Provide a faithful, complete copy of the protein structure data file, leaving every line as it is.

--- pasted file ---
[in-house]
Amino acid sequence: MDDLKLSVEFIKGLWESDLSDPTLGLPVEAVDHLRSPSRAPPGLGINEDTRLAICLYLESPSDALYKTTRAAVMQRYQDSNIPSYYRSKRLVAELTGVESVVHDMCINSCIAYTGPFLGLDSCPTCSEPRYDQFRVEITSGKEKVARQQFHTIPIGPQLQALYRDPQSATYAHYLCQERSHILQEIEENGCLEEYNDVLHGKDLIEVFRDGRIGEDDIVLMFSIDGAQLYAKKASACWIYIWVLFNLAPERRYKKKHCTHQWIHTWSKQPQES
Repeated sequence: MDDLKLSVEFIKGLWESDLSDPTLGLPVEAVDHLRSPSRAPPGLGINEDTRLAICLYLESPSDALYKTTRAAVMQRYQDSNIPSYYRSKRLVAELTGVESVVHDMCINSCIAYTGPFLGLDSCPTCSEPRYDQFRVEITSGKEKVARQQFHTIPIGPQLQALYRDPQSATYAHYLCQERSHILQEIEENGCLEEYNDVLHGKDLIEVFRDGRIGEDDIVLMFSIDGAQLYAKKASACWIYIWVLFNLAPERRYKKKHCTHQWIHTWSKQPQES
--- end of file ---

[in-house]
Amino acid sequence: MDDLKLSVEFIKGLWESDLSDPTLGLPVEAVDHLRSPSRAPPGLGINEDTRLAICLYLESPSDALYKTTRAAVMQRYQDSNIPSYYRSKRLVAELTGVESVVHDMCINSCIAYTGPFLGLDSCPTCSEPRYDQFRVEITSGKEKVARQQFHTIPIGPQLQALYRDPQSATYAHYLCQERSHILQEIEENGCLEEYNDVLHGKDLIEVFRDGRIGEDDIVLMFSIDGAQLYAKKASACWIYIWVLFNLAPERRYKKKHCTHQWIHTWSKQPQES
Repeated sequence: MDDLKLSVEFIKGLWESDLSDPTLGLPVEAVDHLRSPSRAPPGLGINEDTRLAICLYLESPSDALYKTTRAAVMQRYQDSNIPSYYRSKRLVAELTGVESVVHDMCINSCIAYTGPFLGLDSCPTCSEPRYDQFRVEITSGKEKVARQQFHTIPIGPQLQALYRDPQSATYAHYLCQERSHILQEIEENGCLEEYNDVLHGKDLIEVFRDGRIGEDDIVLMFSIDGAQLYAKKASACWIYIWVLFNLAPERRYKKKHCTHQWIHTWSKQPQES